September 29, 2000
© 2000 Light to the Nations, Rabbi Chaim Richman - All Rights
Tonight Jews the world over will begin to observe Rosh HaShana, the beginning
of the New Year. This is mans birthday, and thus the day that the Creator
judges all of mans descendants, both the individual as well as every nation,
and seals their decree for the coming year. The main service of G-d on this
day is to listen to the sound of the shofar. The shofar blasts are intended to
wake us up from our inertia and slumber; to remind us that we must take stock
of ourselves and realign ourselves with G-d, the only true reality. In this
manner, we begin to internalize the reality of our relationship with G-d. This
is the beginning of the process of repentance.
Rosh HaShana is the coronation of G-d as King over all creation. The Holy
Temple is the one place on earth that G-d has chosen for all time to declare
His sovereignty to all mankind. Thus, the Temple Mount has a central role in
G-d’s campaign to broadcast the message of His rule.
In the past few weeks following the Camp David talks, the Temple Mount has
been in the news more than it has been in the last few years. Prime Minister
Barak no longer hides the fact that he is willing to offer the Palestinians
more than joint sovereignty over Jerusalem…he is willing to divide Jerusalem
into two different cities. It has now become clear to all that whoever rules
the Temple Mount is the ruler of this land. On account of this truth, and
while Israeli and Palestinian negotiators continue to ponder its fate, Likud
party chairman Ariel Sharon desired to visit the Temple Mount to express the
right for Jews to freely visit the holy site. Palestinians reacted to the news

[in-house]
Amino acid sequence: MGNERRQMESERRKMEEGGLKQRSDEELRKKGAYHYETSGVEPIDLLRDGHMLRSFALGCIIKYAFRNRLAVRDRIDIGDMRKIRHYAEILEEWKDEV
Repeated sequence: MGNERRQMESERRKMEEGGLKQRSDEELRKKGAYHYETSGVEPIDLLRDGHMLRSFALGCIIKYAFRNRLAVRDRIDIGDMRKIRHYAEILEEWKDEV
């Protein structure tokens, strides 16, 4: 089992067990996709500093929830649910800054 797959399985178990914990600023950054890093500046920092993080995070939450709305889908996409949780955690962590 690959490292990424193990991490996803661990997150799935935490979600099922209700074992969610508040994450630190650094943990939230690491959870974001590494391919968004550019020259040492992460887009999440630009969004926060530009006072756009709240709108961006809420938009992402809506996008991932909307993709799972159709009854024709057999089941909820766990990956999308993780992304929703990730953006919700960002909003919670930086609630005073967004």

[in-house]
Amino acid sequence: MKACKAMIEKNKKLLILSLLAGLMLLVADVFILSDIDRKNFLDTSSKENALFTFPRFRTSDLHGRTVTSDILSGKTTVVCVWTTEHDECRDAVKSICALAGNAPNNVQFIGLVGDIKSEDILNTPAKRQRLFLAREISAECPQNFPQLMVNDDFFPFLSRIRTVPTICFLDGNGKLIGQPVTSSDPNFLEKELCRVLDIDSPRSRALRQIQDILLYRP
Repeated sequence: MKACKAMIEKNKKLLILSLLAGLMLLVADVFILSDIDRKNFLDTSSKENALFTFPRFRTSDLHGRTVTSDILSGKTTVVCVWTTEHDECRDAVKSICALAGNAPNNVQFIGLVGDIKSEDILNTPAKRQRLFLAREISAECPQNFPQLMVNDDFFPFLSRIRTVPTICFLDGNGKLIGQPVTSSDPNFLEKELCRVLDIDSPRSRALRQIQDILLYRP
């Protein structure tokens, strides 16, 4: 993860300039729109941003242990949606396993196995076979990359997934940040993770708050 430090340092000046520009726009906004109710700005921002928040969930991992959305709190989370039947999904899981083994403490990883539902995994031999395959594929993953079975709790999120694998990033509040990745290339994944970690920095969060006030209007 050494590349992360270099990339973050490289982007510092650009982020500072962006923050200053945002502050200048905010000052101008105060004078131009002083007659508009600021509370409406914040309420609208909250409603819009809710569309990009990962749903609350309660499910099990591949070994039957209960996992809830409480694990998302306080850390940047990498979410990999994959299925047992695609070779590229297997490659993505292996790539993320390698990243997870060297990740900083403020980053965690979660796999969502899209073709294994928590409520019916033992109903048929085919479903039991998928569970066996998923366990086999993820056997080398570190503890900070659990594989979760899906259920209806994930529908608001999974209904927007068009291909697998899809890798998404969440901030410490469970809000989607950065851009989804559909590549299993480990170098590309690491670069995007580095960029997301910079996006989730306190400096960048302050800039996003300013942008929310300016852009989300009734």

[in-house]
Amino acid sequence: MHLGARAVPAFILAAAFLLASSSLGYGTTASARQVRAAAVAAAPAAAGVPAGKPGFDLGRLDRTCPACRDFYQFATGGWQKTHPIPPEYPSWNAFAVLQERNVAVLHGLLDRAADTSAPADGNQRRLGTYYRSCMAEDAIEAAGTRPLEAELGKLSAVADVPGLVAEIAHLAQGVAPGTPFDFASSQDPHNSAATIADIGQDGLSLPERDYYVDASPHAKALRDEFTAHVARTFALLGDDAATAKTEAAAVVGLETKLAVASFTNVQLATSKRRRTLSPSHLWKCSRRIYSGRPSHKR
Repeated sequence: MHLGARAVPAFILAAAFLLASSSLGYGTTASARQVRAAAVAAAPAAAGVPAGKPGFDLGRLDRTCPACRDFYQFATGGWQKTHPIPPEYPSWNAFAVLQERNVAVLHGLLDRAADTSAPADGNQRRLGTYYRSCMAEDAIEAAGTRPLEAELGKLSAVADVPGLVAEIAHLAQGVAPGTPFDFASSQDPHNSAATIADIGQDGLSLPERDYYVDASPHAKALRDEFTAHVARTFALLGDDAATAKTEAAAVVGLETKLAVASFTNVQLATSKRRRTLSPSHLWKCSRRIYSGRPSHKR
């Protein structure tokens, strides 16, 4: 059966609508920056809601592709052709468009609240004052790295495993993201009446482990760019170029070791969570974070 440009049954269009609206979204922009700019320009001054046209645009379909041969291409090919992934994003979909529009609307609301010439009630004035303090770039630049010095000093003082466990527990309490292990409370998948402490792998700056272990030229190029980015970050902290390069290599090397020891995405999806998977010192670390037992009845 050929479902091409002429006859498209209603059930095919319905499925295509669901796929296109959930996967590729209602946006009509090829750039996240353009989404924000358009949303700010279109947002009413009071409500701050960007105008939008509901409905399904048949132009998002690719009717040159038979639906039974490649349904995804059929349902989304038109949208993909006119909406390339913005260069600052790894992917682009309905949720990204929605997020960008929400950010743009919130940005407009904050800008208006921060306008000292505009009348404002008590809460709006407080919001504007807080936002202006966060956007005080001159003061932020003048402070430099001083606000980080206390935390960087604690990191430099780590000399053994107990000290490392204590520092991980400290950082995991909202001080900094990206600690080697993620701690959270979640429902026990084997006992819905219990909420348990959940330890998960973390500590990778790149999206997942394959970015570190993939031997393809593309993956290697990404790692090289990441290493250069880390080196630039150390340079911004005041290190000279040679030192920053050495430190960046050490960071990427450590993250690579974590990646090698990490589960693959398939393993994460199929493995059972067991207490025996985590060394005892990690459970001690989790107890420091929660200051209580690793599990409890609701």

of Sharon’s intended visit with threats of violence, calling it a
provocation. Sharon made his visit yesterday, accompanied by 2,000 policemen
and guards, and the Palestinians kept their word and staged violent
demonstrations on the Mount. Israel would like to believe that “the Temple
Mount is in our hands” but in order for one Jew to visit the Mount, it was necessary to
deploy a small army to protect him.
At this hour, one day after Sharon’s visit and just several hours before the
holiday of Rosh HaShana begins here in Israel, the area of the Temple Mount is
in turmoil.. In their Friday sermons this morning, the sheikhs of the mosques
at the site whipped their listeners into a frenzy by telling them that
“Sharon and his band are trying to build the Holy Temple.” The
Moslem crowds quickly reacted with violence that has so far left 3
Palestinians dead and over 30 Israeli policemen injured, including the chief
of the Jerusalem District police, still unconscious at this hour from a rock
that hit him in the head. The Moslem crowds who attacked the Israeli police
also attempted to stone the Jewish worshippers below at the Western Wall, and
it was necessary for the area of the wall to be closed in order to protect the
Jewish worshippers. It seems that Rosh HaShana here in Jerusalem is being
ushered in on a background of violence.
And as the negotiations continue, one Israeli border policeman was killed
yesterday in a roadside ambush, and another was murdered today in cold blood
by a “partner in peace” a Palestinian policeman on a joint patrol, who
strolled over to the Israeli jeep during a coffee break and emptied an entire
magazine of his automatic weapon into the Israeli jeep.
Rosh HaShana is the time for taking stock of ourselves. Since it is man’s
birthday, G-d questions us: What have you done with the gift of life that I
bestowed upon you? And what have you done to make My name known throughout the
world? What have you done to sanctify My name?
As the shofar blasts rise up before G-d’s throne of glory and soften and
sweeten the harsh judgments and decrees, so too may the nation of
Israel receive Divine guidance and blessing, enabling her to rise
up and accept the mandate of her destiny, to sanctify G-d’s name before the
eyes of all creation.
We wish you a happy and sweet New Year full of every blessing, and may this
year bring the fulfillment of all our prayers.
Rabbi Chaim Richman
The Temple Institute
PO Box 31876